Monthly Mentor

Chapin Schnick (September)
Each month, a different member and NAEA awardee is the guest writer for the NAEA Monthly Mentor Blog. This month’s mentor is Chapin Schnick, who has 10 years of art teaching experience and more than 20 years experience in nonprofit volunteer service. In addition to a master’s degree in art education from the Maryland Institute College of Art and a bachelor’s degrees in art education and ceramics, with a minor in art history, from Purdue University, Schnick is currently pursuing a graduate certificate in nonprofit management at the School of Public and Environmental Affairs (SPEA), Indiana University Purdue University Indianapolis (IUPUI). She lives in Martinsville, Indiana and works at The Children’s Museum of Indianapolis. Click "GO" to read her full bio.

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March 07, 2018

The Power of Appreciation

From: Jennifer Pulbratek

A few years ago my husband and I came to the realization that everyone needs appreciation. I actually asked him if he wanted to collaborate with me on this post--he declined. However, he wasn’t lacking words in telling me about how I use appreciation in my classroom, how he has learned to use it at work, and how we as a team use it in parenting, especially with our defiant child (we are forever grateful for behavior analysts).

Everyone needs to feel appreciated.

People think Millennials complain too much… “my boss didn’t compliment me!” However, what have we been teaching our students to do? Advocate for themselves. When you hear that, they are just advocating for the need to feel valued. Why do people leave jobs?  They are unhappy because they do not feel valued.

Remember the time you walked into the teachers’ lounge and somehow a conversation started about a kid who was just awful? Another teacher was describing the student’s behaviors and you felt angry for them, and grateful at the same time that you don’t have that student. What a relief, right?!? At some point in the conversation you find out who the kid is…and low and behold they are your best student. You know, the student that stays after class to make sure all the chairs are put up, or the one that just cleans things up extra well, or the one that brought you a bag of pine cones (not readily available in the desert) because they heard you wanted some of your students to draw pine cones. Why is this kid so good for you and so awful for the other teacher?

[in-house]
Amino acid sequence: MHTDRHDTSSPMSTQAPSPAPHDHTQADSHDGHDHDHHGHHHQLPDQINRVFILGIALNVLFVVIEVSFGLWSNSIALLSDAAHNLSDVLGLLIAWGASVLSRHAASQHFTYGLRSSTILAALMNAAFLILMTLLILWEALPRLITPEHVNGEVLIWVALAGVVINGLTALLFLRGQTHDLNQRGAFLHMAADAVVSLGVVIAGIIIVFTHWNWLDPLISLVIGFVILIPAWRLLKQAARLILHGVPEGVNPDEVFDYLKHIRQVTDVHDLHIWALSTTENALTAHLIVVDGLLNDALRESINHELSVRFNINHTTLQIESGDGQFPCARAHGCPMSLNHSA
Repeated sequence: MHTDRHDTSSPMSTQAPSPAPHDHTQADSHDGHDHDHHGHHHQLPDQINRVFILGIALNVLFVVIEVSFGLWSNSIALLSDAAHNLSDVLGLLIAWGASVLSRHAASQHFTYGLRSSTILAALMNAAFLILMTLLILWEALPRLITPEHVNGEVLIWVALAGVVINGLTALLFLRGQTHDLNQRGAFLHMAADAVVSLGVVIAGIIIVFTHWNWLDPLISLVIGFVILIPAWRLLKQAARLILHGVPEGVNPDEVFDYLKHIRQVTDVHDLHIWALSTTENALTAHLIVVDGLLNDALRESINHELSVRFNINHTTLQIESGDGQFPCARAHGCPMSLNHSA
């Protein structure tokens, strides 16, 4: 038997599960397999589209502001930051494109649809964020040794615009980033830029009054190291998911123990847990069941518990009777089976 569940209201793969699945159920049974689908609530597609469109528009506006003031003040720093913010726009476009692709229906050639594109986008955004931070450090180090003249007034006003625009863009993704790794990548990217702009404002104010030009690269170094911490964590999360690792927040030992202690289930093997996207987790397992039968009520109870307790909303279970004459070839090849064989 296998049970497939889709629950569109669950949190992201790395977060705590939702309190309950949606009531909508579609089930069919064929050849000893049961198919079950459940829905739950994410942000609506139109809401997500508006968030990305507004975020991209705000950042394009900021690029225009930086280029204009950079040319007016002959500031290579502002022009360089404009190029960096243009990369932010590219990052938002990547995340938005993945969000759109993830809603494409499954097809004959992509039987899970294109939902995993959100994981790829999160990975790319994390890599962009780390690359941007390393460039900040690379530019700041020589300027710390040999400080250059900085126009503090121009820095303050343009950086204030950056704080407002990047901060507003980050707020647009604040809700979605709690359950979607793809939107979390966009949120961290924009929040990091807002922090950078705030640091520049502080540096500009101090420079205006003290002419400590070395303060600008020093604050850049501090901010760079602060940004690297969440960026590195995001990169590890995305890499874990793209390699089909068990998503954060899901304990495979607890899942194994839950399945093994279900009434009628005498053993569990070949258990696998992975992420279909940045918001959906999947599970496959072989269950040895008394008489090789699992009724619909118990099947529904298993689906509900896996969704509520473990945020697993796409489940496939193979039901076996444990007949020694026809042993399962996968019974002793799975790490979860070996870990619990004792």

Lots of reasons… they could be naturally artistic. But we know even some really artistically gifted kids are not well behaved in art class on their own. Somewhere along the line you showed them appreciation. Showing appreciation validates a person--it gives them importance and purpose. Positive reinforcement is much stronger than negative reinforcements and has longer lasting effects. I forget who said it, but someone once said, “Nail students for greatness.” After that I attached a small nail to my computer with a bit of tape, just as a reminder. Show your students you value them, and you will transition from a dictatorship to more of a coaching relationship. You are cheering them on, but they own the process.

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A teacher and mentor I really admire once game me the advice, “That student that you like the least, you have to love the most.” As hard as it may be to find something to appreciate, find something and be genuine about it. All people, especially students, see right through fakeness. Build that positive relationship with that student. Use the power of appreciation to create a learning environment where kids feel safe to explore, experiment and make art without fear of failure. 

A person who feels appreciated will always do more than just what is expected.”- Author Unknown 

-JP

Comments

Michelle Ridlen

Great advice about finding something to appreciate in the kid you like the least. Choose to look for the negatives and it will bring you and your class down. Choose to look for the positives and raise each other up. That is how teachers make a difference.

Great entry Jennifer!

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